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Vic Gialanella

Fee Range: $2500 - $5000

Emmy Award Winning Television Writer


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Vic Gialanella

Emmy Award Winning Television Writer

Victor Gialanella began his professional career as an actor, stage manager and administrator in regional theatre.  His first produced work was a stage adaptation of Mary Shelly’s Frankenstein, which premiered in St. Louis and was subsequently produced on Broadway at the Palace Theatre in New York in 1981. A later play,  Ivory Pawns, was awarded Best New Play in the Washington,  D.C.  Theatre Festival.

He began writing for daytime television in 1983 for Guiding Light, the longest running serial drama in broadcasting.  Other programs include Another World, Loving, and General Hospital.  In 1991, he co-created and scripted The Lodge, a 12 part dramatic serial for Great Britain’s ITV network and subsequently served for two seasons as story consultant for another ITV series, Wavelength..  Mr. Gialanella then spent fourteen years writing for NBC’s Days of Our Lives. He left for a short period and wrote for ABC’s One Life to Live, then returned to Days of Our Lives as co-head writer through 2010.  Mr. Gialanella continues on contract with Days of Our Lives and is developing scripted and reality television and film projects.

He is the recipient of two Daytime Emmy awards for his work on Guiding Light and One Life To Live, a Writers Guild of America award for Days of Our Lives and a Soap Opera Award for General Hospital.  He resides in McMurray, PA with his wife, two daughters, four cats, two dogs and five televisions. 


Changing Channels: How Television has evolved, informed and influenced American Society 

Watching television consumes more and more of the average American’s time and attention. While fewer of us may gather “communally”… more and more of us are watching one way or another. And there doesn’t appear to be an end in sight as viewership continues to increase every year.  It’s influence on our society can’t be diminished, dismissed or denied. But it does raise some interesting questions: Does television reflect the public’s current tastes, trends, beliefs and morality? Or does a large percentage of its audience  reflect, emulate and copy what they see on television? It’s a real “chicken or the egg” issue and there are compelling arguments and evidence for both points of view. 

 In an entertaining and informative presentation, the audience is engaged and challenged to  contribute their own experience and opinion as the contrast between television programming and societal attitudes and behavior are explored and compared from the 1950’s to the present.  We’ve come a long way from the innocence and Eisenhower era optimism of “I love Lucy” and “The Lone Ranger” to today’s jaded cynicism and voyeuristic reality programming like “The Real Housewives of Everywhere” and “Cops”.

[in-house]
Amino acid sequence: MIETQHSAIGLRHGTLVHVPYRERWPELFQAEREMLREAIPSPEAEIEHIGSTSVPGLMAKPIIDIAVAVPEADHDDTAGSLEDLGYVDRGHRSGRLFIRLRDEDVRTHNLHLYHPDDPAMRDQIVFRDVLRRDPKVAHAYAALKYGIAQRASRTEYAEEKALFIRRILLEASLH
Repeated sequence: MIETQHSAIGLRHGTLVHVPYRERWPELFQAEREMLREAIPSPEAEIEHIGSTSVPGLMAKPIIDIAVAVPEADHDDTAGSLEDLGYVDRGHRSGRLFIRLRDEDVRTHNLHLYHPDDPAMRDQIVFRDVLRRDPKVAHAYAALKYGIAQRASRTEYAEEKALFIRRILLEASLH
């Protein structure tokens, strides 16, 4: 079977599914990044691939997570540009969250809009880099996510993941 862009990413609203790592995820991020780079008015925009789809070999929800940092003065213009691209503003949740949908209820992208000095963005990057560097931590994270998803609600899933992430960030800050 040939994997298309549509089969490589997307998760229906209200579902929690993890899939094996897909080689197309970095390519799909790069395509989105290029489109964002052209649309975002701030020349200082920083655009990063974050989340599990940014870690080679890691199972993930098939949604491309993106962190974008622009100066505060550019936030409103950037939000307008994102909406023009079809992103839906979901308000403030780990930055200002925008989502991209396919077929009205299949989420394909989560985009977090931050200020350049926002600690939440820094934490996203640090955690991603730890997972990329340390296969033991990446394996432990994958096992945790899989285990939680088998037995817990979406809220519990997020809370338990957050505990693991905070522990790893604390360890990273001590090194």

Key elements such as political, religious, regional and economic  influences that affect programming content are discussed as well as how the entire landscape has changed since the advent of cable in the late 1970’s and the “on demand” niche programming now available online, as well as the emulation of commercial television by individuals on you tube and personal websites. Not only has content changed dramatically, but so has the way television is watched and delivered. One set in the living room viewed by the entire family has given way to multiple sets in different rooms and content delivered on computers, tablets and cell phones. What used to be a bonding family experience is now often watched alone, then shared “after the fact” through chat and online postings.  Has this change also contributed to or reflected the way modern society interacts?  It’s been almost 30 years from “Laverne & Shirley” to “Snooki & JWoww” and it’s clear that the only element they have in common are the hairdos.  Insightful, humorous and analytical, the presentation invites discussion, opinion and debate about all elements of television, and  whether it has helped revolutionize society, its values, style and behavior… or has contributed to what many perceive as its steady and frightening decline. 

The speaker, Victor Gialanella, has spent the last 28 years working in television, predominantly writing for American soap operas. This type of ongoing, long-running programming is arguably the most “reflective” of the changing tastes, topics and trends in contemporary society. His experience has afforded him an insider’s view into the ever-evolving state of network television along with a unique appreciation of cable and online programming and their astounding freedom from the overwhelming “commercial” concerns that have shaped and virtually controlled network content from the beginning of the medium. Thought provoking and entertaining, the presentation explores not only what we watch but how it affects us, reflects us  and examines why, for well over half a century, we have, and apparently always will, “stay tuned”.


To book this speaker please visit or call 508.485.8996